by G. Brown
Oscar hype is fully underway with most studios already have submitted their bids for the 2016 coveted awards. But there are a few late stragglers to the party, like Disney’s latest installment to the “Star Wars” franchise”Rogue One” which hits U.S. theaters this week. Still, most of the heavy weights opened well ahead of the December 31st Oscar deadline and its fair to say that many of the titles creating the most buzz were not exactly fan favorites. The usual suspects are topping the list of ‘most likely to win’ including Clint Eastwood’s “Sully” starring Tom Hanks who proved again that he can still bank at the box office bringing in about $200 million
It’s almost like the more obscure and un-relatable a movie is, the greater the chances the Academy will call it ‘sensational, amazing, pure art and worthy of an Oscar’.
That’s kinda the way actor Samuel L. Jackson sees it. Recently while at an International Film Festival in Dubai, Jackson said, “The movies they [The Academy] choose to say are amazing and great, you know– “Manchester by the Sea”, oh my god, you must see it, it’s an amazing film! But, ehh, I guess it is–to somebody.”
Jackson goes on to note that the movie he cited as an example—“Manchester by the Sea” doesn’t exactly appeal to minority audiences, doesn’t star any minority actors and isn’t directed by a minority. Jackson said, “It’s not an inclusive film, you know what I mean? There are all these ‘Oscar bait’ movies…”It’s another one of those, ‘Oh my God, life is so wonderful, take time to sniff the roses.”
Jackson isn’t just using race as a dividing line and lumped Will Smith’s “Collateral Beauty” in the ‘Oscar bait’ category as well, but his beef is with the industry as a whole which he slams for being too political and hypocritical; “My politics are my politics…I don’t use my politics onscreen. I use my voice as who I am.”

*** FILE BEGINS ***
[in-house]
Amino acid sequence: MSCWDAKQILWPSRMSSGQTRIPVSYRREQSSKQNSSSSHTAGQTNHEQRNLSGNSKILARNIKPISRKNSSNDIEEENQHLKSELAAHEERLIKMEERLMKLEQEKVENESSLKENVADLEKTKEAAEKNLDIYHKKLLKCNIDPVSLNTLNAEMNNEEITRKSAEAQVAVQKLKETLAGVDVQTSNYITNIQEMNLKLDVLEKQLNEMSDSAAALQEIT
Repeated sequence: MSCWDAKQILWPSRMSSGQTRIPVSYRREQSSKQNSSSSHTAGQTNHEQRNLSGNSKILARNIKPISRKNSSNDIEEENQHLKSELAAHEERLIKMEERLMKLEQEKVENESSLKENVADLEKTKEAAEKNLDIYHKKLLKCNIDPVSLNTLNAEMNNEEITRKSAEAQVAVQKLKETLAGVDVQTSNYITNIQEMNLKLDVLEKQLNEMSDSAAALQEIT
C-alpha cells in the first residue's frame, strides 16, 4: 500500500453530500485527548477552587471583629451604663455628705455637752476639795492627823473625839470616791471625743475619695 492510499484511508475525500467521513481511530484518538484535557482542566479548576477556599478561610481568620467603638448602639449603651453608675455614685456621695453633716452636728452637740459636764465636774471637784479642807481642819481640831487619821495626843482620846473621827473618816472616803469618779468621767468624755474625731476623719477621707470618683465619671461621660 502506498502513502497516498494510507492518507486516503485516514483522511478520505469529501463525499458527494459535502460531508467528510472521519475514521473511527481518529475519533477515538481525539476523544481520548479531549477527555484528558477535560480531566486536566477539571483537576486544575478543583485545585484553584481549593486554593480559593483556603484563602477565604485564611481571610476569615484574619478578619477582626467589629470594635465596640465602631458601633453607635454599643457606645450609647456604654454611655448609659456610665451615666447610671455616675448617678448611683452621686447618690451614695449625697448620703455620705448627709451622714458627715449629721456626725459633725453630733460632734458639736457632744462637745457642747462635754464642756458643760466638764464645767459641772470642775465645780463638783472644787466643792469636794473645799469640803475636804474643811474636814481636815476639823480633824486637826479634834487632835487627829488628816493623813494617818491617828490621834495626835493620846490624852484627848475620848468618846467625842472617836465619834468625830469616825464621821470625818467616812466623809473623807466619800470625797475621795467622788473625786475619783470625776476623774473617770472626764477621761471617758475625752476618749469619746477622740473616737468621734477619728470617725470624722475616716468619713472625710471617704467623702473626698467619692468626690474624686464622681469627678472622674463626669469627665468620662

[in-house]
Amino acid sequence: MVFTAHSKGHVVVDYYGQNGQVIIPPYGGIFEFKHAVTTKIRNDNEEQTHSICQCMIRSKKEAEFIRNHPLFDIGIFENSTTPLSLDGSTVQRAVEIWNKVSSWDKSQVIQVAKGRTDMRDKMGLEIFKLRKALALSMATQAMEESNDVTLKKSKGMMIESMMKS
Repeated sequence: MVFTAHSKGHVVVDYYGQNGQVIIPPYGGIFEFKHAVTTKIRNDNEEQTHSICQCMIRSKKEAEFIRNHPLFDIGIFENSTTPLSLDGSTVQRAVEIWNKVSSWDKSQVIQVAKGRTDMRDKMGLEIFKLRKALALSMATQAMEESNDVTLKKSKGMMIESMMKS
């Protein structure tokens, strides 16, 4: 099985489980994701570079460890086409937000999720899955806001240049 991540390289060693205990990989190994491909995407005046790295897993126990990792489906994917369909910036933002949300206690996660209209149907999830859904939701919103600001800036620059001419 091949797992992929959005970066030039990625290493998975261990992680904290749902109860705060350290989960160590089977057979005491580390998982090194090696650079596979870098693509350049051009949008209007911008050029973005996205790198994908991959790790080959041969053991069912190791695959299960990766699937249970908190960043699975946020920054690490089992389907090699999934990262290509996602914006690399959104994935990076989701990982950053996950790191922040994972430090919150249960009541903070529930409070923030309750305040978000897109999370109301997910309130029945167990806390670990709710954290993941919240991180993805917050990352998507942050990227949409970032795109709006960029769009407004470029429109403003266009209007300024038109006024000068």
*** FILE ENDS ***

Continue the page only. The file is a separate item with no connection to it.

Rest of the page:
Jackson’s point is well taken…think about it. How many of last year’s Oscar nominated “Best Picture” movies did you see– “The Revenant”– “The Big Short”–“Room” or the winning film “Spotlight”? Many of these movies are paired with big name actors and directors and sappy, tear-jerking stories. No disrespect to any of the actors,directors or movies who have won or been nominated, but Jackson’s right. There’s a formula that usually means A-List actor + tear jerking real life story of survival + beautiful cinematography of rustic mountains and purple mountain majesty = WINNER. Instead of producing films to win over audiences, many Oscar worthy movies only aim to appeal to the Academy members. As we saw with last year’s #OscarSoWhite movement, a lot Black film makers aren’t playing politics and cooking up films by the win formula, so they get ignored. Jackson has been in over 100 movies and only nominated once for an Oscar–you get better odds at the race track.
Some applause for Jackson on calling out the whole Oscar game. After the recent presidential race, many people are wondering if the whole system really is rigged. If that’s rigged, then why can’t the system used to choose who gets an Oscar and who doesn’t be rigged as well?
We’ll see if films like “Fences” starring Denzel Washington and Viola Davis, Ava DuVernay’s doc “The 13th” about how race relations play out in the U.S. prison system and the critically acclaimed indie film “Moonlight” manage to get even a nomination before we decide if it’s time to dust off the OscarSoWhite hashtag.